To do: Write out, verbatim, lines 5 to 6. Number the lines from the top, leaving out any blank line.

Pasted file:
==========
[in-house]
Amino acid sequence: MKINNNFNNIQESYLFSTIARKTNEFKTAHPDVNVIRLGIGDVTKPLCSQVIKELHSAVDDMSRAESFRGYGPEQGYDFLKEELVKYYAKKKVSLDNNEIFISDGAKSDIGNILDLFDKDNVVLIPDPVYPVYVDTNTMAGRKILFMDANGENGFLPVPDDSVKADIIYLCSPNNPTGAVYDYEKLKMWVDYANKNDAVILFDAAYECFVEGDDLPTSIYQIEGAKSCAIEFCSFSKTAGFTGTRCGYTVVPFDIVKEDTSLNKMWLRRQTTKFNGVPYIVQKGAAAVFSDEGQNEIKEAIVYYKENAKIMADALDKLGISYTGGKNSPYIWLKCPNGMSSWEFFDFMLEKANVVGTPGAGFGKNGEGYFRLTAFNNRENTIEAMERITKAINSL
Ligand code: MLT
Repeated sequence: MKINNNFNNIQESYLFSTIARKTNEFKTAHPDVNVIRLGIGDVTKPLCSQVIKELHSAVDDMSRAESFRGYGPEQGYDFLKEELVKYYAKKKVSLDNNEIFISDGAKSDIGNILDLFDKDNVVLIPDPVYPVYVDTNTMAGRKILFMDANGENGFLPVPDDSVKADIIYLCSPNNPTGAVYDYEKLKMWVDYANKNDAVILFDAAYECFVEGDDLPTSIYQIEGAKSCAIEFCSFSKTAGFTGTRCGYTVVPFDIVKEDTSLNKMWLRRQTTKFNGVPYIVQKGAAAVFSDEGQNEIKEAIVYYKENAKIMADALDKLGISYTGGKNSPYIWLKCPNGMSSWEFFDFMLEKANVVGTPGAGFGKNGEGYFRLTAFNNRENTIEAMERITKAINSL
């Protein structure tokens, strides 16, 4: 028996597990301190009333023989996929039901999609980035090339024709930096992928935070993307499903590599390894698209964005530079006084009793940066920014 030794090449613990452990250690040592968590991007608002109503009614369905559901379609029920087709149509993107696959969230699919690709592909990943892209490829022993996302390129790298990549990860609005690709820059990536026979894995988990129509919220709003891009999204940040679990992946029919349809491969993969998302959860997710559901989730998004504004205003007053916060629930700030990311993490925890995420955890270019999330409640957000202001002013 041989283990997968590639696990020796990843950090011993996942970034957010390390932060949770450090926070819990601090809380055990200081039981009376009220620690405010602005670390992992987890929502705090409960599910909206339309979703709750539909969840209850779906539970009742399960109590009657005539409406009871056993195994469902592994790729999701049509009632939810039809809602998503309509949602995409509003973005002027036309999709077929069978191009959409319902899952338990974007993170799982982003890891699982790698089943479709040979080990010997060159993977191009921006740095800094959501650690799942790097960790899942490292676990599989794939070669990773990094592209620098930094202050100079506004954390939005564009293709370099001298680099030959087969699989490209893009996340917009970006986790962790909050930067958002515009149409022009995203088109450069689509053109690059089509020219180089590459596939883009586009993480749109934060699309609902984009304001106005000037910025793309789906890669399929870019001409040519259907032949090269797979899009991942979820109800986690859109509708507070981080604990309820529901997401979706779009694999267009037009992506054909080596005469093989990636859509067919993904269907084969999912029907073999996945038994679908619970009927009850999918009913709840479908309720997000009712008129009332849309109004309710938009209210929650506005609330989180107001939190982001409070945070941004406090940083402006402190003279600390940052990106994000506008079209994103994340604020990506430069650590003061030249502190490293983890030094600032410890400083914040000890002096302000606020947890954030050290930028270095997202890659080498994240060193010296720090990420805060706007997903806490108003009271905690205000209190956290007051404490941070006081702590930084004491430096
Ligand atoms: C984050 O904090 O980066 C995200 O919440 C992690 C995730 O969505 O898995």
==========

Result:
């Protein structure tokens, strides 16, 4: 028996597990301190009333023989996929039901999609980035090339024709930096992928935070993307499903590599390894698209964005530079006084009793940066920014 030794090449613990452990250690040592968590991007608002109503009614369905559901379609029920087709149509993107696959969230699919690709592909990943892209490829022993996302390129790298990549990860609005690709820059990536026979894995988990129509919220709003891009999204940040679990992946029919349809491969993969998302959860997710559901989730998004504004205003007053916060629930700030990311993490925890995420955890270019999330409640957000202001002013 041989283990997968590639696990020796990843950090011993996942970034957010390390932060949770450090926070819990601090809380055990200081039981009376009220620690405010602005670390992992987890929502705090409960599910909206339309979703709750539909969840209850779906539970009742399960109590009657005539409406009871056993195994469902592994790729999701049509009632939810039809809602998503309509949602995409509003973005002027036309999709077929069978191009959409319902899952338990974007993170799982982003890891699982790698089943479709040979080990010997060159993977191009921006740095800094959501650690799942790097960790899942490292676990599989794939070669990773990094592209620098930094202050100079506004954390939005564009293709370099001298680099030959087969699989490209893009996340917009970006986790962790909050930067958002515009149409022009995203088109450069689509053109690059089509020219180089590459596939883009586009993480749109934060699309609902984009304001106005000037910025793309789906890669399929870019001409040519259907032949090269797979899009991942979820109800986690859109509708507070981080604990309820529901997401979706779009694999267009037009992506054909080596005469093989990636859509067919993904269907084969999912029907073999996945038994679908619970009927009850999918009913709840479908309720997000009712008129009332849309109004309710938009209210929650506005609330989180107001939190982001409070945070941004406090940083402006402190003279600390940052990106994000506008079209994103994340604020990506430069650590003061030249502190490293983890030094600032410890400083914040000890002096302000606020947890954030050290930028270095997202890659080498994240060193010296720090990420805060706007997903806490108003009271905690205000209190956290007051404490941070006081702590930084004491430096
Ligand atoms: C984050 O904090 O980066 C995200 O919440 C992690 C995730 O969505 O898995």